No matter how great a channel incentive program may be, there is always room to optimize and improve performance, through many different approaches. In some programs, optimization initiatives fall by the wayside, leaving the program to stagnate. Other times, improvement concepts are driven by gut or speculation or perhaps things that worked in totally different programs than the one in focus. Most successful programs cultivate ideas to improve performance directly from their participants through strategic information gathering of actionable insights, like from surveys or focus groups.

More common now than in the past, leading incentive programs are pinging their audiences for feedback to reduce conjecture about how the program can work more effectively. Gathering key intel from the horse’s mouth provides administrators with valuable direction to hyper focus their optimization initiatives on the key areas that the audiences are describing as either pains to diagnose or advantages to lean further into.

Feedback from our Research Services has been insightful and we’re happy to share some of the most common ways to ensure an enjoyable and positive participant experience, keeping users engaged and your brands/products top of mind.

Positive Program Experience

Ease of use in a sales incentive program is crucial to achieving a desired level of participation. Often, program experience issues arise with users when recent drastic changes have taken place, repurposing key operational areas of the program like registration, login, sales submission. Even when making a positive program change, it’s imperative that you and/or your incentive program partner has a focus on change management, ensuring the best possible transition from one program to another. Change management should involve a fluid transition from one experience to the next, proper training and user materials, as well as ongoing management of key program functions to ensure high levels of usability and utility.

Appropriate Program Logic

A common pitfall of programs lies in overly complex logic. Complexity could be good in programs, because it means the system is advanced enough to handle many specific functions and workflows relative to unique business needs. However, sometimes complexity can be too… well, complex for the user to easily understand. Complexity can lie in eligibility requirements to participate in the program or specific contests, product eligibility for reward payouts, payout logic and whether or not a sale submitted will return a reward or if users are submitting blind. It’s wise to consistently survey the audience on program comprehension and usability to ensure an optimal experience.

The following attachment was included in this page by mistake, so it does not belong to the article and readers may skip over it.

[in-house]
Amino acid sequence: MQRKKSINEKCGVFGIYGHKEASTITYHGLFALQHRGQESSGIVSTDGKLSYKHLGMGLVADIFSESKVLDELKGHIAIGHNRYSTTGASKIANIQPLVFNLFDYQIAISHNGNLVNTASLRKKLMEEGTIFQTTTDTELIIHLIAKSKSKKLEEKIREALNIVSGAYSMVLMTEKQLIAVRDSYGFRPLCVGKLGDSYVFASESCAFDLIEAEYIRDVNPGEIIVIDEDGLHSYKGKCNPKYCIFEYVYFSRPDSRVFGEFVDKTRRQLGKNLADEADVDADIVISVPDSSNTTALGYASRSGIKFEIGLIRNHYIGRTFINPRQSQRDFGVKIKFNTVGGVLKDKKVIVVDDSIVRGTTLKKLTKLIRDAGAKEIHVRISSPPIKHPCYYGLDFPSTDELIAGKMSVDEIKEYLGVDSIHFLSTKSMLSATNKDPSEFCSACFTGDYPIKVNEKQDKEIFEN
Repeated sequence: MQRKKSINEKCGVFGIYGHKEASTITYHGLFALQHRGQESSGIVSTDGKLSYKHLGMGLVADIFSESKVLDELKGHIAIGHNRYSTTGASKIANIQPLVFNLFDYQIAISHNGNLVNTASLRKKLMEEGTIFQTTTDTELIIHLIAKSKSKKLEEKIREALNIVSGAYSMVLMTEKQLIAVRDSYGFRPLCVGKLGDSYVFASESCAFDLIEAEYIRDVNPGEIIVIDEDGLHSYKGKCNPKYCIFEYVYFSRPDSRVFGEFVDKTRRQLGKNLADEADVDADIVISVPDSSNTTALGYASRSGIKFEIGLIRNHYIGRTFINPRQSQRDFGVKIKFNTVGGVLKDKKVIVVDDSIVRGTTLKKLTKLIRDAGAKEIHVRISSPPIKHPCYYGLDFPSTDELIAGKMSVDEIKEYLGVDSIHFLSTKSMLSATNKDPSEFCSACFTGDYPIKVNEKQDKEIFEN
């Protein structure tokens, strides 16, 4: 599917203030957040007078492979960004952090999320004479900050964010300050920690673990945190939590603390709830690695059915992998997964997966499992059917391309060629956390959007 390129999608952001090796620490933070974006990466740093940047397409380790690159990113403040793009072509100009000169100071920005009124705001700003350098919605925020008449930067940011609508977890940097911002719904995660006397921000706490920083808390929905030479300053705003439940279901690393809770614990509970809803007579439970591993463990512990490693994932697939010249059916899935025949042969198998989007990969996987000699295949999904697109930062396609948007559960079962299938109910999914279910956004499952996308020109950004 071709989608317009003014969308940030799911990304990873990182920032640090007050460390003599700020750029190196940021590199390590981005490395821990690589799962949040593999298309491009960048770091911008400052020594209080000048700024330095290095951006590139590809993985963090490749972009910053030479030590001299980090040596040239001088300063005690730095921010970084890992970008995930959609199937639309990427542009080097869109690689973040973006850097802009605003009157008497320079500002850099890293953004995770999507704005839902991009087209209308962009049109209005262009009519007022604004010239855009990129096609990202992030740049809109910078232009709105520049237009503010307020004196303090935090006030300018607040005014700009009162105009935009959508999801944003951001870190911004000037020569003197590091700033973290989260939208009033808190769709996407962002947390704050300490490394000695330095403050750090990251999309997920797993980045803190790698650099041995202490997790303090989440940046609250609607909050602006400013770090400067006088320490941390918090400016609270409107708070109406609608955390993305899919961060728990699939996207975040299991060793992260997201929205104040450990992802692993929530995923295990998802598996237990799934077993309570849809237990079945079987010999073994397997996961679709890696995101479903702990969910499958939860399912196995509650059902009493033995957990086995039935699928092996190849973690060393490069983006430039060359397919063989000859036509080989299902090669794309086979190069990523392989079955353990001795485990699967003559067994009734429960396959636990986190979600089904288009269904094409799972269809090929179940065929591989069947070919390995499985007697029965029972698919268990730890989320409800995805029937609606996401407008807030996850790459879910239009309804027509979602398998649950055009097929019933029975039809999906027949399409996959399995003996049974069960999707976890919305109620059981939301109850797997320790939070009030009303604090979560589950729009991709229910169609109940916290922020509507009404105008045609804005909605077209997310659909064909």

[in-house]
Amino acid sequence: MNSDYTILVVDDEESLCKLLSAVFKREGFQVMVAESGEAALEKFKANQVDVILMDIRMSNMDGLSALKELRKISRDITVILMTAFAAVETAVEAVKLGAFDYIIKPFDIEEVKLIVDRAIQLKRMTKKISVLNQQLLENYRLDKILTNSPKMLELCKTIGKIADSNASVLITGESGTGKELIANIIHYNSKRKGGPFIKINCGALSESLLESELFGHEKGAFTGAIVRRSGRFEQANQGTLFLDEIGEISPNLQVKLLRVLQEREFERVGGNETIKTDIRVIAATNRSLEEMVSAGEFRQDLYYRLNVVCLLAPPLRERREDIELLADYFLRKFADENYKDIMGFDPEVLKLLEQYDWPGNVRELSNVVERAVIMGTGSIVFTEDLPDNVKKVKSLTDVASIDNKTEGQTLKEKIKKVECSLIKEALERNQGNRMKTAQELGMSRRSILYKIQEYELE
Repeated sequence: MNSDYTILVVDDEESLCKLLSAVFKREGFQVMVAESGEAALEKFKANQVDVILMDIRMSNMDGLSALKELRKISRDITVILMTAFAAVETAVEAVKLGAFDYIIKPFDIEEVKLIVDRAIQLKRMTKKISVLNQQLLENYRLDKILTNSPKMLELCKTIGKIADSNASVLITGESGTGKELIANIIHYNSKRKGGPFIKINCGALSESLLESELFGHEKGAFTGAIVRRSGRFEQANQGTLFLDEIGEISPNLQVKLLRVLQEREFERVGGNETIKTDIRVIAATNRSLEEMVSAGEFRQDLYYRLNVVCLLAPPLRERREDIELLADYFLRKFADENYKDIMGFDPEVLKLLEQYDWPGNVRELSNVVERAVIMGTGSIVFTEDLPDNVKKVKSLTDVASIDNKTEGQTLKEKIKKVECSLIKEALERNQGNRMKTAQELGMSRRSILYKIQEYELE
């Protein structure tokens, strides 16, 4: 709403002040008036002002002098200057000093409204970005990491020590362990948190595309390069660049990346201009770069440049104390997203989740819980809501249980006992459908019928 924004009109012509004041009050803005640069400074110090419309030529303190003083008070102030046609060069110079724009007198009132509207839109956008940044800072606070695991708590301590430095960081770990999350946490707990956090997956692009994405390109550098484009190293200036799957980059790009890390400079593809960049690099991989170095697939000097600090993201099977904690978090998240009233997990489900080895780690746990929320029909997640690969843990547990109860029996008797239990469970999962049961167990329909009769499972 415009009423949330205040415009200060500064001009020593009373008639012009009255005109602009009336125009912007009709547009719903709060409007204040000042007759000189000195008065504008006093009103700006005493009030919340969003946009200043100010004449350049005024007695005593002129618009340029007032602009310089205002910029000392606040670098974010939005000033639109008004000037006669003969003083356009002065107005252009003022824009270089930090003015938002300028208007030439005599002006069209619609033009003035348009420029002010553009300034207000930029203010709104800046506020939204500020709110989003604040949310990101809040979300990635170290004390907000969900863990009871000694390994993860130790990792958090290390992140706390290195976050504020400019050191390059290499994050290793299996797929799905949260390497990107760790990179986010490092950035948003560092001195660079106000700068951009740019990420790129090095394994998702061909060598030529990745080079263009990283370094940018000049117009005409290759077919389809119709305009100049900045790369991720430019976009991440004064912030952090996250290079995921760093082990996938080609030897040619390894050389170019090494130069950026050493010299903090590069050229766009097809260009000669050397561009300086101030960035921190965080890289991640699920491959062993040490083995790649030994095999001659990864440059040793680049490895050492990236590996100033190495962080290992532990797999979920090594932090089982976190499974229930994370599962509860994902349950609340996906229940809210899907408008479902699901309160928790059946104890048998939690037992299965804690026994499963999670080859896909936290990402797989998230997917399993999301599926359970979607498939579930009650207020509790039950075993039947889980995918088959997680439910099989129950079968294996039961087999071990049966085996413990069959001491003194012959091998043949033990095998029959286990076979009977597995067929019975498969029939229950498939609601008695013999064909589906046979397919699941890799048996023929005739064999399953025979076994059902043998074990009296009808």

High Value Rewards

Good program engagement and participation is sometimes a result of the reward assortment available to users for their loyalty. If the rewards are desirable, participants will be engaged. If competitors are running attractive Visa cards and cash options while your program is running solely merchandise, you may see attrition and lack of engagement, irrespective of how attractive other elements of the program might be. Reward impact goes hand in hand with program experience because overly complicated issues while claiming hard earned rewards can leave the user with a negative experience.

Effective Communication

Sometimes, program administrators and other key stakeholders have done their homework or have contracted services to make their program great. However, even a great program cannot reach its full potential with weak communication around the initiative. Strategic program communication is key to good program engagement because it builds awareness around it. Making a splash of the program at launch is a great practice, however, ongoing communication is what keep participants coming back, especially with a compelling offering.